A resource for news innovators powered by American Press Institute
Complexity: Beginner
Article Complexity Bar Graph

Target audiences: A primer

The proliferation of online news and information sources — and the primacy of online platforms like Meta and Google — have forced newsrooms to reconsider the vague, “general” audiences they once served.

Legacy media historically offered a wide range of content to a wide range of readers, defining their “audience” as anyone who read any part of the full, curated package. Digital publishing atomized that package, however. And digital giants, with their vast troves of user data and sophisticated algorithms, now create individualized media experiences for every person who logs in.

To compete, newsrooms must redefine their concept of “audience” — and then place those audiences at the forefront of their journalistic work. For some organizations, that requires a total inversion of the traditional workflow or a reevaluation of long-time beat structures.

Many beats are organized around broad topics, for instance, which assume a general audience. But to effectively reach readers now, news organizations must understand their “audience” as a series of smaller, distinct segments, each with specific interests and problems the newsroom can address. Which segments in the community boast enough passionate, engaged members to move the newsroom closer to its digital subscription goals? What can the newsroom do well? Where has it devoted resources?

Once an organization has identified target segments, editors and reporters can reimagine coverage that is relevant to their needs. Audience analytics tools are critical here: Newsrooms must embrace data-driven decision-making, setting and tracking concrete goals to guide wider strategy.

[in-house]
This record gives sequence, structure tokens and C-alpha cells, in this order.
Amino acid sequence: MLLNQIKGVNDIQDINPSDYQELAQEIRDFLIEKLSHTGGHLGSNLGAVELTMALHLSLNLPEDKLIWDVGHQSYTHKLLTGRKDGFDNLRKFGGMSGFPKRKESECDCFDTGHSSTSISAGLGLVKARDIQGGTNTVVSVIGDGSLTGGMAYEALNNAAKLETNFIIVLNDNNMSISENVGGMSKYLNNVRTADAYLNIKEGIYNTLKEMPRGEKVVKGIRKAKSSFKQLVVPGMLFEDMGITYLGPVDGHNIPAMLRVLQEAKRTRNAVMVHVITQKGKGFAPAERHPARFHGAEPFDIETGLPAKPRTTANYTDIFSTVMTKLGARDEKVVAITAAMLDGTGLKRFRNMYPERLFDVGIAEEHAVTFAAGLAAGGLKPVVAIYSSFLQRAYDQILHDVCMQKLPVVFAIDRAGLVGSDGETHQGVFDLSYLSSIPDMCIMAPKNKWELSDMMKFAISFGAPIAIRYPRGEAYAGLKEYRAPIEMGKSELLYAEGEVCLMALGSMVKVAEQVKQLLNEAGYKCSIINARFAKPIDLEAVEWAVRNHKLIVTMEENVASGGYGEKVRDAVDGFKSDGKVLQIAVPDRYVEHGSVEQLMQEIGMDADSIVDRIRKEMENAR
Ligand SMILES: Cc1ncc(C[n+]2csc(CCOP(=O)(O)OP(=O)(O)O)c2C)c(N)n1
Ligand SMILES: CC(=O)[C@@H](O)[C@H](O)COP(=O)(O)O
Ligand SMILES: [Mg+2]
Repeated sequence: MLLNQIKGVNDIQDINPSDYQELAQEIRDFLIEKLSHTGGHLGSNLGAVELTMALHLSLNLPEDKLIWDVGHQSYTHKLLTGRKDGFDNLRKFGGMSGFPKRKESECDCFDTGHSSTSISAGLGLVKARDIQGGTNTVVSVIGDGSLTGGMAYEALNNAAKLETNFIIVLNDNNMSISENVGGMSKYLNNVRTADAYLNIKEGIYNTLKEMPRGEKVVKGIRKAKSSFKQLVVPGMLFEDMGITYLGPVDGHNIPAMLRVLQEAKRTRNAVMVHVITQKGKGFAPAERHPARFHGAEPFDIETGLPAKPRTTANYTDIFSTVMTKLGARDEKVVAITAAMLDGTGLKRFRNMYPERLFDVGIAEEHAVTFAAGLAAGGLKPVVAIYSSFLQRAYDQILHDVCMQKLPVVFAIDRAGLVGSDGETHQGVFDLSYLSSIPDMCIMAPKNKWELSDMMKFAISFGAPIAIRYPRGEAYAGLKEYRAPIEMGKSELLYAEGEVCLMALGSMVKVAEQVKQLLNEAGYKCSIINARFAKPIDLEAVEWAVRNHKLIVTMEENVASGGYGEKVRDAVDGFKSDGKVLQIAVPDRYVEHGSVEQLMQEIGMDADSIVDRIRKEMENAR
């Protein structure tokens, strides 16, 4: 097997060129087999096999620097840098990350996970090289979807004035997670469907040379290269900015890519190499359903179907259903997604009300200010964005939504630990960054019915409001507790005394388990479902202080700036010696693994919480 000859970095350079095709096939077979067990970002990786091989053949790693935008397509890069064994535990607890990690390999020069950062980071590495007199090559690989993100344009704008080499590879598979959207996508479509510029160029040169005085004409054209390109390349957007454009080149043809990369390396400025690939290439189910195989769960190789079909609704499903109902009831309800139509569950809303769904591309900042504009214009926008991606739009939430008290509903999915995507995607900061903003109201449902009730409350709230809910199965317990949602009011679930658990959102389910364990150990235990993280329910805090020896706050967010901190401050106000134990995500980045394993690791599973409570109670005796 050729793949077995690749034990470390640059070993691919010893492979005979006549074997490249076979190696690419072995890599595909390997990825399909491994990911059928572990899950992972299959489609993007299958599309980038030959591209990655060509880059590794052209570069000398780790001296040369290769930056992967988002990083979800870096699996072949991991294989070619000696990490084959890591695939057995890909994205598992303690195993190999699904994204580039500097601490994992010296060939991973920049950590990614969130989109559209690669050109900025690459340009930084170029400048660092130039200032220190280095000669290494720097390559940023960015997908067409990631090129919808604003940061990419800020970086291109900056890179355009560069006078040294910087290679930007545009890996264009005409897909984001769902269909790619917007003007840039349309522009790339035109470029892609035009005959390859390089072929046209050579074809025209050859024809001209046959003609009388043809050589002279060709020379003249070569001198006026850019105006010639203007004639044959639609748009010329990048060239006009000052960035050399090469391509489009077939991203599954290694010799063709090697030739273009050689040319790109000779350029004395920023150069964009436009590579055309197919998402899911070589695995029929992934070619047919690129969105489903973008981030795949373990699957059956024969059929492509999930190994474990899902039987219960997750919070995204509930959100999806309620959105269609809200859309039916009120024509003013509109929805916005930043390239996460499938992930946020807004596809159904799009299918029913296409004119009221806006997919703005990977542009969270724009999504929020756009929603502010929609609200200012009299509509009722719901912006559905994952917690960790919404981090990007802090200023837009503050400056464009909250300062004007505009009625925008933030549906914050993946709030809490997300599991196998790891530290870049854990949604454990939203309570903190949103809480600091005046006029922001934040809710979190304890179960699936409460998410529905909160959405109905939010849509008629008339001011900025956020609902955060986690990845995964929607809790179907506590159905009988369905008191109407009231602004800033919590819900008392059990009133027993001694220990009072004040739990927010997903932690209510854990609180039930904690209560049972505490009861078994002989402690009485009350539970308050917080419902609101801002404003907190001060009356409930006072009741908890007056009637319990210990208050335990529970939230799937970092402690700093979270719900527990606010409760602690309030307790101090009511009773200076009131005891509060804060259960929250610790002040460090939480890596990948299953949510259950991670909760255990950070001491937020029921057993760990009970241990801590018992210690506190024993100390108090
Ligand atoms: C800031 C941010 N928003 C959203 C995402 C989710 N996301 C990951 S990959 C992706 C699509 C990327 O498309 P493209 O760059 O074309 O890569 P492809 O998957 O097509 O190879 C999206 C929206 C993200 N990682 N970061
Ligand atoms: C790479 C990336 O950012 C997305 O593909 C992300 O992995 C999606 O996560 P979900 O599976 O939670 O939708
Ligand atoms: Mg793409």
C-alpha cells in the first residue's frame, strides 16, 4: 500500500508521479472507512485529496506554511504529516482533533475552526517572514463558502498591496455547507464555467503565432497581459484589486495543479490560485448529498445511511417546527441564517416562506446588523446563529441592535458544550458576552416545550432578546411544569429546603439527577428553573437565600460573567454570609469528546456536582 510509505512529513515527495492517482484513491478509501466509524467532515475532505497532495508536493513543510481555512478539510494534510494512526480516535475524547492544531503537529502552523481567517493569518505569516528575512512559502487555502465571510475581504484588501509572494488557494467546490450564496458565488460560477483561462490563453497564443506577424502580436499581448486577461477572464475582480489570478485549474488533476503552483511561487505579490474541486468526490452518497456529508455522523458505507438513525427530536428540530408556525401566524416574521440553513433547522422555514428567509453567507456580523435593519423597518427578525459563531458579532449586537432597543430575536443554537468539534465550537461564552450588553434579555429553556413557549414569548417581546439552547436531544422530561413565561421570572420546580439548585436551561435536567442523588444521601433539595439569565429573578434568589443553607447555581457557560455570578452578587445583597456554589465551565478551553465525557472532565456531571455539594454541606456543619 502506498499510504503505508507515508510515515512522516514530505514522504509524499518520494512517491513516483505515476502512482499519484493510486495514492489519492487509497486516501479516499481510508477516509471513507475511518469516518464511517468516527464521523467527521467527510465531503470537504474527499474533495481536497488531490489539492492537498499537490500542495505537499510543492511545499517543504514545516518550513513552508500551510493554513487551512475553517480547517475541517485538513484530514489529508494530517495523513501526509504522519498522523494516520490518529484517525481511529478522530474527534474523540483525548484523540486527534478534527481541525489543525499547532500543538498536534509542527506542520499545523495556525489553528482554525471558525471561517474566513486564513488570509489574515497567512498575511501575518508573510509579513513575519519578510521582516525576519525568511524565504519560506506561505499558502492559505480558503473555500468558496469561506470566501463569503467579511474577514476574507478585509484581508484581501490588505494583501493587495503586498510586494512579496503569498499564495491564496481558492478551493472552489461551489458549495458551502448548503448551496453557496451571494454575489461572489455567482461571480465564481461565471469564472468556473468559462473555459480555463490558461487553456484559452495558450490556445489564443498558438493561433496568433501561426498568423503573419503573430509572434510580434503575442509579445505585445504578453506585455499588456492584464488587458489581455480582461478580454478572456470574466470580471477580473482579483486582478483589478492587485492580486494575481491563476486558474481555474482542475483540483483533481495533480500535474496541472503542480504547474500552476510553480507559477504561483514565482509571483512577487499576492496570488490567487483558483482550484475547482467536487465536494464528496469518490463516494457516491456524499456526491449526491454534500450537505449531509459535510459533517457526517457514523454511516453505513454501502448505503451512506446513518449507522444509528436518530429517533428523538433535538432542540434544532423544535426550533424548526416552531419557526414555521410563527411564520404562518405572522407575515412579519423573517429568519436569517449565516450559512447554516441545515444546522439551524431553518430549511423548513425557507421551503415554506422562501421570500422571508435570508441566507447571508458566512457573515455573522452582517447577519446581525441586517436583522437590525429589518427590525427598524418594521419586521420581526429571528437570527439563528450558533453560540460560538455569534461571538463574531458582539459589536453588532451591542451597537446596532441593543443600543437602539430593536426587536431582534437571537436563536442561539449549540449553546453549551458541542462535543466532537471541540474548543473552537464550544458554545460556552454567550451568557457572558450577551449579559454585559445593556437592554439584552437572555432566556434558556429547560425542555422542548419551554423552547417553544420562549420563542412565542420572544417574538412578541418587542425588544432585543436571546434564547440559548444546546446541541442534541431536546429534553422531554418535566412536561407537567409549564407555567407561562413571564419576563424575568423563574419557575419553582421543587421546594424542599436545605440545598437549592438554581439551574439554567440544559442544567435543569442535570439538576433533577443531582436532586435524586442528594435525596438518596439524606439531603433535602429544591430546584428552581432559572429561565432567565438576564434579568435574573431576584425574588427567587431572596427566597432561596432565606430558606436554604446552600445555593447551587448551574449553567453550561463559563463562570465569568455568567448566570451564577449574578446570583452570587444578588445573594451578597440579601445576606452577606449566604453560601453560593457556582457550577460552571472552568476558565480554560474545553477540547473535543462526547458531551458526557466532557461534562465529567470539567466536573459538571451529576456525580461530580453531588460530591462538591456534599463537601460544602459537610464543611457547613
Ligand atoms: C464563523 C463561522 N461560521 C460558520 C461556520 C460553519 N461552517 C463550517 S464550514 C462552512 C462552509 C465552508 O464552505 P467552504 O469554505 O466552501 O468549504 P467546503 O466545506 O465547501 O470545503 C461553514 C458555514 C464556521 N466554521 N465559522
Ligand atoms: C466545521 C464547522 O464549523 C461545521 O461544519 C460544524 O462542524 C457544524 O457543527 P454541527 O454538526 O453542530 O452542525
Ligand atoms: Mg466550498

When evaluating a story’s success, audience-first reporters and editors don’t ask if a piece got good placement or drew their colleagues’ praise — they check to see how the audience responded. This data-centric approach ensures that newsrooms can respond dynamically to audience needs, abandoning coverage that fails to attract readers and focusing resources on subjects and stories that resonate with them.

This transition can be challenging: Many journalists believe they know their audiences already or are a better judge of newsworthiness than readers are. Newsrooms are often entrenched in workflows and veins of coverage that don’t ultimately serve their audiences.

But by placing readers at the center of their work, newsrooms don’t only boost readership — they also cultivate deeper connections with their communities and further their journalistic mission.